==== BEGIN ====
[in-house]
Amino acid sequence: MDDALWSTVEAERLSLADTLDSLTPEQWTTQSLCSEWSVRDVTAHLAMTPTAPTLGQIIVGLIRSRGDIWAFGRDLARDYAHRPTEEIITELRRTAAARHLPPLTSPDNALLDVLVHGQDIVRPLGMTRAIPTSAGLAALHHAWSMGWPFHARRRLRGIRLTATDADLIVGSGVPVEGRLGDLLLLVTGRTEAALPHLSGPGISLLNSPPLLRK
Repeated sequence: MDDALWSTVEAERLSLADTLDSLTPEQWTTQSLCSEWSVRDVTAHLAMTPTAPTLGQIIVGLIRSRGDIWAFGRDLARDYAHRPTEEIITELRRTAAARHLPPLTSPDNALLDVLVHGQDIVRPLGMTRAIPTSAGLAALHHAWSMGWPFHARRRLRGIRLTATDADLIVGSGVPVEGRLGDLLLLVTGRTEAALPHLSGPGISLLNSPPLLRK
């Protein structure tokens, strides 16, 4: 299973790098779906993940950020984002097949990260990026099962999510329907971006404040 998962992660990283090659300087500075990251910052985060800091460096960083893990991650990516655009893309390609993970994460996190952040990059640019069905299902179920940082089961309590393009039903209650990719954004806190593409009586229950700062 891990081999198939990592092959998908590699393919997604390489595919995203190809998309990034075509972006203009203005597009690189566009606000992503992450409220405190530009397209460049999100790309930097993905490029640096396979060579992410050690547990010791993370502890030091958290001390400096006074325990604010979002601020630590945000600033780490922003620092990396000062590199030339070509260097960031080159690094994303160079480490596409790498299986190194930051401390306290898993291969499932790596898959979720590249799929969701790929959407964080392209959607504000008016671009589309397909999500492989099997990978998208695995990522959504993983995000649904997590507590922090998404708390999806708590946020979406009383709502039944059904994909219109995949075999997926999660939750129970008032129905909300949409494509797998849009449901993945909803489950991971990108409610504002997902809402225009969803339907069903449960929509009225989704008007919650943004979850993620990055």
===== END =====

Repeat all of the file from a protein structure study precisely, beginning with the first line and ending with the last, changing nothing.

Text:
[in-house]
Amino acid sequence: MDDALWSTVEAERLSLADTLDSLTPEQWTTQSLCSEWSVRDVTAHLAMTPTAPTLGQIIVGLIRSRGDIWAFGRDLARDYAHRPTEEIITELRRTAAARHLPPLTSPDNALLDVLVHGQDIVRPLGMTRAIPTSAGLAALHHAWSMGWPFHARRRLRGIRLTATDADLIVGSGVPVEGRLGDLLLLVTGRTEAALPHLSGPGISLLNSPPLLRK
Repeated sequence: MDDALWSTVEAERLSLADTLDSLTPEQWTTQSLCSEWSVRDVTAHLAMTPTAPTLGQIIVGLIRSRGDIWAFGRDLARDYAHRPTEEIITELRRTAAARHLPPLTSPDNALLDVLVHGQDIVRPLGMTRAIPTSAGLAALHHAWSMGWPFHARRRLRGIRLTATDADLIVGSGVPVEGRLGDLLLLVTGRTEAALPHLSGPGISLLNSPPLLRK
């Protein structure tokens, strides 16, 4: 299973790098779906993940950020984002097949990260990026099962999510329907971006404040 998962992660990283090659300087500075990251910052985060800091460096960083893990991650990516655009893309390609993970994460996190952040990059640019069905299902179920940082089961309590393009039903209650990719954004806190593409009586229950700062 891990081999198939990592092959998908590699393919997604390489595919995203190809998309990034075509972006203009203005597009690189566009606000992503992450409220405190530009397209460049999100790309930097993905490029640096396979060579992410050690547990010791993370502890030091958290001390400096006074325990604010979002601020630590945000600033780490922003620092990396000062590199030339070509260097960031080159690094994303160079480490596409790498299986190194930051401390306290898993291969499932790596898959979720590249799929969701790929959407964080392209959607504000008016671009589309397909999500492989099997990978998208695995990522959504993983995000649904997590507590922090998404708390999806708590946020979406009383709502039944059904994909219109995949075999997926999660939750129970008032129905909300949409494509797998849009449901993945909803489950991971990108409610504002997902809402225009969803339907069903449960929509009225989704008007919650943004979850993620990055």